Just finished reading a book about Rockefeller associate and eventual Standard Oil Chairman Henry Clay Folger.
Whilst a lot of other industrial tycoons were putting their money into building giant palaces in New York City, or otherwise showing off their wealth in other ostentatious ways (Veblen’s phrase ‘conspicuous consumption’ was inspired by that era), Folger and his wife had a different interest in how they spent their wealth. They bought rare early copies of Shakespeare plays, particularly the First Folio and various of the early Quattro editions of some of the plays.
Until late in life, when he endowed the Folger Shakespeare Library, he kept his collection in crates in warehouses in New York.
When you look at that time, from around 1890 to 1920, when Folger was collecting so intensely, paying $100,000 for a particular rare book is rather impressive, and Folger ended up spending millions on rare Shakespeare editions.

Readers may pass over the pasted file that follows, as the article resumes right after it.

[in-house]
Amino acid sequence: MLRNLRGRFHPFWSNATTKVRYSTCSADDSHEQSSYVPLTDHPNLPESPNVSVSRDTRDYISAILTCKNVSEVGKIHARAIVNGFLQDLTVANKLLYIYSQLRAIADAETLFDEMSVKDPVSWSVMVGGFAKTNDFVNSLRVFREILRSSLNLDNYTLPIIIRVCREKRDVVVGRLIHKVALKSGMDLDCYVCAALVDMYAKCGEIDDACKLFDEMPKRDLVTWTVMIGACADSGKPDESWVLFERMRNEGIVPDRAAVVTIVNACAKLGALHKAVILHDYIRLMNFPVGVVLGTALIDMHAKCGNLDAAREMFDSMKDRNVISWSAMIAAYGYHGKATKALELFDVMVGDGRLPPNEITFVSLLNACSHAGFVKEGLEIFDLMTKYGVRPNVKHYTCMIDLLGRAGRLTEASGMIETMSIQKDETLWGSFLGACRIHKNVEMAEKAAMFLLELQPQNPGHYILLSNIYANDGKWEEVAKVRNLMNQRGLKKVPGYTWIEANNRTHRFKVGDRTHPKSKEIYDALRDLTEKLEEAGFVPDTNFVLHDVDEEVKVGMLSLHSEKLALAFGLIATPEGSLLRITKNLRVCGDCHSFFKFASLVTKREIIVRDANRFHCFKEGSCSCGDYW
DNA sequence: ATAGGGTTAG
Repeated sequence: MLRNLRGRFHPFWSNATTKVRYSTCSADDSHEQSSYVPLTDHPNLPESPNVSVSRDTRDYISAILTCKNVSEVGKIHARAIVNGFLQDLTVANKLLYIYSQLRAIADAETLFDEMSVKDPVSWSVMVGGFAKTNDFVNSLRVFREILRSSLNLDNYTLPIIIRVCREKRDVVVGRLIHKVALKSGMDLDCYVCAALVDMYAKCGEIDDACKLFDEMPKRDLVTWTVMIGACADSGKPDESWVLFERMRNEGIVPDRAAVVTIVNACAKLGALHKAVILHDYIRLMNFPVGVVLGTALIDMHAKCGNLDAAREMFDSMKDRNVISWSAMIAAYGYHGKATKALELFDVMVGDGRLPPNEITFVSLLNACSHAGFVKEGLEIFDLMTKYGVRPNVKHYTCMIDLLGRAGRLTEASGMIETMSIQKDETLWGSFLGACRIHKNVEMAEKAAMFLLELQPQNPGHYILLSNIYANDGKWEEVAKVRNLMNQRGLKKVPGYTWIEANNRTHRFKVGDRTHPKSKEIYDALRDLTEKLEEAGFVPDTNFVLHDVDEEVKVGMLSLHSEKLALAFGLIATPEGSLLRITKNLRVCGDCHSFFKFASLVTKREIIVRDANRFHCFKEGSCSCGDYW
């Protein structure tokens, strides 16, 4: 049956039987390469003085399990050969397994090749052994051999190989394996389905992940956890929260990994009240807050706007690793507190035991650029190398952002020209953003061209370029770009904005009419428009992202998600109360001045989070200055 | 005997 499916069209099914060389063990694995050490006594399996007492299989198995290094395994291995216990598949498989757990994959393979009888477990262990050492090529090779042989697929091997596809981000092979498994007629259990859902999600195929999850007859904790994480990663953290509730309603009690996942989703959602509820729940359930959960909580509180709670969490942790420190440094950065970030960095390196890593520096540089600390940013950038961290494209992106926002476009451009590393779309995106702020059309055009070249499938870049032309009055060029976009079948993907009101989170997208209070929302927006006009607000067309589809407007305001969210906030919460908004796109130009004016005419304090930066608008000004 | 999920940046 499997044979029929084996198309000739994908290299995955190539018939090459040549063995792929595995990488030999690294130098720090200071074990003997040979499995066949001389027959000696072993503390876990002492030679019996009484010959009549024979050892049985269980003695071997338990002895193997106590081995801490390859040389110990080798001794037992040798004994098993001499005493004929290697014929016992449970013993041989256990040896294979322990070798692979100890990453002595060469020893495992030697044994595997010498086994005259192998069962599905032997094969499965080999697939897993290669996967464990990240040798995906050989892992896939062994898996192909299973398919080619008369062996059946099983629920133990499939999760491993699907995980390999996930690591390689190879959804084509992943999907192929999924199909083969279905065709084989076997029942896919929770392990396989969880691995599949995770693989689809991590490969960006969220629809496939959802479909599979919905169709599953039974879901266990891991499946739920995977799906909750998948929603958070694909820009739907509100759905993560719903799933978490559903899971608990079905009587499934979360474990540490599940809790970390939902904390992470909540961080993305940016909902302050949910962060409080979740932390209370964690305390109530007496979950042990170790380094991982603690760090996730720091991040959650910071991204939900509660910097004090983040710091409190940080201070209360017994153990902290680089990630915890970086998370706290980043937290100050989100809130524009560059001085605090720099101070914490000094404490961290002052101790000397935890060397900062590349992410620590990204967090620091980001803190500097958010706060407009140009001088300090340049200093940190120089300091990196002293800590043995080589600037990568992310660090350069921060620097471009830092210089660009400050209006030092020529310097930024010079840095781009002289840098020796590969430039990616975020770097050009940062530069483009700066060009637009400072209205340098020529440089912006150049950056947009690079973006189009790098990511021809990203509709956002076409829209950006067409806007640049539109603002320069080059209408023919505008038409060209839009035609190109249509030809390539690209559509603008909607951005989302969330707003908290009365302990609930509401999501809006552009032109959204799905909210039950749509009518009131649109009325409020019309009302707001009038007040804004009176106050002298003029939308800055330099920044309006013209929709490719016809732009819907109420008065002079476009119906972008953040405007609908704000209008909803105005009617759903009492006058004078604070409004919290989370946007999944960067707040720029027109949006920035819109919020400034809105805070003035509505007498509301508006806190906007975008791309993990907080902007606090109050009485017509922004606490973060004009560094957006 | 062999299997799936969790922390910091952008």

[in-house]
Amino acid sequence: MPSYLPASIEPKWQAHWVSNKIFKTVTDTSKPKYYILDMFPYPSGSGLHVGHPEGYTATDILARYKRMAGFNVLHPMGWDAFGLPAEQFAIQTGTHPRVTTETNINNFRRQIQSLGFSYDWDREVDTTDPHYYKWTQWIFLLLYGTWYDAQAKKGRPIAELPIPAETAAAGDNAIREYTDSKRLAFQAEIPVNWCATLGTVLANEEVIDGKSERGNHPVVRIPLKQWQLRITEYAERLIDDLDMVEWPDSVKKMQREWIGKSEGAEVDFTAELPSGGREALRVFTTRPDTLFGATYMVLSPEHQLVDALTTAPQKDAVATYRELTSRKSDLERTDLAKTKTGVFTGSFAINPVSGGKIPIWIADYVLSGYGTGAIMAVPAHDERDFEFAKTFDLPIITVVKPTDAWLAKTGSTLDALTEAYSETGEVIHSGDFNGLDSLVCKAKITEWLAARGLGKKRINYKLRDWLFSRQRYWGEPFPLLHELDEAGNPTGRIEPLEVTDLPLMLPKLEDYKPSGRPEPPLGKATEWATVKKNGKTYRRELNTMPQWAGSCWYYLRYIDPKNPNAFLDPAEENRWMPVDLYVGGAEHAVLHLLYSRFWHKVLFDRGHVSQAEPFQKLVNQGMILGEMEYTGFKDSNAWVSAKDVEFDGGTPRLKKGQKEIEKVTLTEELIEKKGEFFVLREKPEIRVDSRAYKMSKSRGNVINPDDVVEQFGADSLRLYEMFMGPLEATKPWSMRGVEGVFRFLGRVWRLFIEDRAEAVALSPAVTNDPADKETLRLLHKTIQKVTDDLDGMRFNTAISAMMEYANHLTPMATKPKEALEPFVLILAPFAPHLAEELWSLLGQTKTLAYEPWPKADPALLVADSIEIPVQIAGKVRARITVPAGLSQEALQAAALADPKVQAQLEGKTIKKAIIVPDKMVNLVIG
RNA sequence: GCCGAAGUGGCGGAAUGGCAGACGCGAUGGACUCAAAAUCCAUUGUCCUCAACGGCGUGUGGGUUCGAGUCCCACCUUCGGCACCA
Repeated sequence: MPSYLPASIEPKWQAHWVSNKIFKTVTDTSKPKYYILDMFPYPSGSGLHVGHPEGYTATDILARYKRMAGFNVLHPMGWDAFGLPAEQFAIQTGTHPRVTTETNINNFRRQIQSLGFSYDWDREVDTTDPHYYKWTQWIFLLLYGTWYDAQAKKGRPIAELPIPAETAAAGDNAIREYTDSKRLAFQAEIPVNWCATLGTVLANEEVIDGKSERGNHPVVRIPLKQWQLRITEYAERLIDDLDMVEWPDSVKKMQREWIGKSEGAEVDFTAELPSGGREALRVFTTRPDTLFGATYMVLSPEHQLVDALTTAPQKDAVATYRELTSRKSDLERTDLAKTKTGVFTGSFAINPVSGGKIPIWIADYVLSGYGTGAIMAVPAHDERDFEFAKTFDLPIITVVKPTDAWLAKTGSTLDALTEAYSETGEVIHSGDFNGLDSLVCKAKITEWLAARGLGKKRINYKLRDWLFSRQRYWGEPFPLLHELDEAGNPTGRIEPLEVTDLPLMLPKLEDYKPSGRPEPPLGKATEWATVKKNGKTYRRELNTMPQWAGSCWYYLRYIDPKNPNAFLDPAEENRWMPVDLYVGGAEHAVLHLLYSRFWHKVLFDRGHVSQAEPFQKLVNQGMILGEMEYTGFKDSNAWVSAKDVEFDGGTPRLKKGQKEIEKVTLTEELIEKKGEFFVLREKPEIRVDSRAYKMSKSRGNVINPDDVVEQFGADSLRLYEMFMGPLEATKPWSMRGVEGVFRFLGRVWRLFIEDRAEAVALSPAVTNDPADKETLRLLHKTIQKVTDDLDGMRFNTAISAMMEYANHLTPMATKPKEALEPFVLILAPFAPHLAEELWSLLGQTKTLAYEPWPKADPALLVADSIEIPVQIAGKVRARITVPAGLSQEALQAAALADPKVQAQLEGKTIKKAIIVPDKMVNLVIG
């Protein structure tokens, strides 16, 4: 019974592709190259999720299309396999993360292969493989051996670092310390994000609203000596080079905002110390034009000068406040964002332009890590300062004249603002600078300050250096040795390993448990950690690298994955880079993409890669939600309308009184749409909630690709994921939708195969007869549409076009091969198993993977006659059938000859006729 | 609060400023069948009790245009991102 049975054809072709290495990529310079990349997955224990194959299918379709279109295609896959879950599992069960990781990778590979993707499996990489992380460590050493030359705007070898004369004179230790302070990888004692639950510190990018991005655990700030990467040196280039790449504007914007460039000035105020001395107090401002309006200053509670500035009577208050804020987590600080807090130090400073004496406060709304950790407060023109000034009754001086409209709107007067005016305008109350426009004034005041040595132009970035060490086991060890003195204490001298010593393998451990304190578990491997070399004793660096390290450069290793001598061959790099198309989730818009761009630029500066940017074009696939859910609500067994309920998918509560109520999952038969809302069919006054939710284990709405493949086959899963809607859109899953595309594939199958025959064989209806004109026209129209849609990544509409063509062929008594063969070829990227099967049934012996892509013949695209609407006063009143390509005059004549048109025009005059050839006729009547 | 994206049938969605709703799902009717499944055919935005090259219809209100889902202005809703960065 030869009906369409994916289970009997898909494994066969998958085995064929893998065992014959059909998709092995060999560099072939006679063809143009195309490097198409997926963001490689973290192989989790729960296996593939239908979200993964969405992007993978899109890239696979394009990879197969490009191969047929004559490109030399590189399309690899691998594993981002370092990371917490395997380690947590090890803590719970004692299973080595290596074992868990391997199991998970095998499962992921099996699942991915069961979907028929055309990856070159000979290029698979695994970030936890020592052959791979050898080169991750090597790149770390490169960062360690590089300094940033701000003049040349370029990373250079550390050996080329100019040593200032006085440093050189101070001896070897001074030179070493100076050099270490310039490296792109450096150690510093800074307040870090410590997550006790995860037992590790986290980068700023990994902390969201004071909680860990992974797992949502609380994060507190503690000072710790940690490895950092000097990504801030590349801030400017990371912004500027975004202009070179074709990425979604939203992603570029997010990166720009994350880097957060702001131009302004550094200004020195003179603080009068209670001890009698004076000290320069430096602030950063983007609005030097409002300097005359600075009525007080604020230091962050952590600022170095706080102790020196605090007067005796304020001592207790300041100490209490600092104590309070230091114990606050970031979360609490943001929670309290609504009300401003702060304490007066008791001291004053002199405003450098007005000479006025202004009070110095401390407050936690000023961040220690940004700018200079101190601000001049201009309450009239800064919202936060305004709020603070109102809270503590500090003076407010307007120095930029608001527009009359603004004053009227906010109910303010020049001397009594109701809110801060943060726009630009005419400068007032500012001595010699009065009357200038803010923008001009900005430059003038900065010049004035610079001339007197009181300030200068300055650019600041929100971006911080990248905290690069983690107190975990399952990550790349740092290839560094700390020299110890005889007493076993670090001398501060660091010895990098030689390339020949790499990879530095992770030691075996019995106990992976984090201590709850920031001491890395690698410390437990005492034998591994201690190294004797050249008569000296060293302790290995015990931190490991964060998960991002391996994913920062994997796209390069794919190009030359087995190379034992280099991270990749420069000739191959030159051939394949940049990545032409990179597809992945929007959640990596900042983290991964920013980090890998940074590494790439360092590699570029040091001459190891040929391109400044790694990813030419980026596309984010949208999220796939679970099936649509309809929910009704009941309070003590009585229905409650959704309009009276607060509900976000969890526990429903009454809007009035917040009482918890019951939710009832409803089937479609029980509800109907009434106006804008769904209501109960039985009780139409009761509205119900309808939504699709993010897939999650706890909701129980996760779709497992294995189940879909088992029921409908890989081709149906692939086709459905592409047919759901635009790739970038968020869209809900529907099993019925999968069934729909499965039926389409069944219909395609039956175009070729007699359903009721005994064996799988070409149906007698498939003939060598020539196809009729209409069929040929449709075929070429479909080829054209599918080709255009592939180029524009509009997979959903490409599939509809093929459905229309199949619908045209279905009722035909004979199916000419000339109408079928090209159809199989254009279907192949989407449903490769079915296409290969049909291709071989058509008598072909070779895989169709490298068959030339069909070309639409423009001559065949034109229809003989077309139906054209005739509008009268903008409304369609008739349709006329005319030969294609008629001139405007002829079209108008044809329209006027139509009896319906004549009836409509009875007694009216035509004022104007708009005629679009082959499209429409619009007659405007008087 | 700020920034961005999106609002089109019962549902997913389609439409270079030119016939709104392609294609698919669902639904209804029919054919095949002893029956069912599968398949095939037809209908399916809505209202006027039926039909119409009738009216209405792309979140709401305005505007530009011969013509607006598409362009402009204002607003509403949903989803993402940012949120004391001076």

For those who are not that knowledgable about Shakespeare, the First Folio, which was printed by his friends in the 1620s as a posthumous memorial to the Bard and which contains almost all of his acknowledged plays (except for Pericles) is the main reason that the works of Shakespeare have survived instead of mostly being forgotten.
Folger appreciated that, and in the course of his life he collected 82 copies of the First Folio, approximately 40% of the surviving number of those books.
They are now held in the library he endowed, in Washington DC.
I have a lot of books on Shakespeare, particularly as I find the Authorship question both amusing and fascinating, and three hard back copies of the Collected Works, as well as an RSC edition of the apocryphal plays, and various paperback editions of the plays for when I feel like reading them. However, Folger’s obsession with collecting the rare works makes my interest in Shakespeare seem quite mundane in comparison.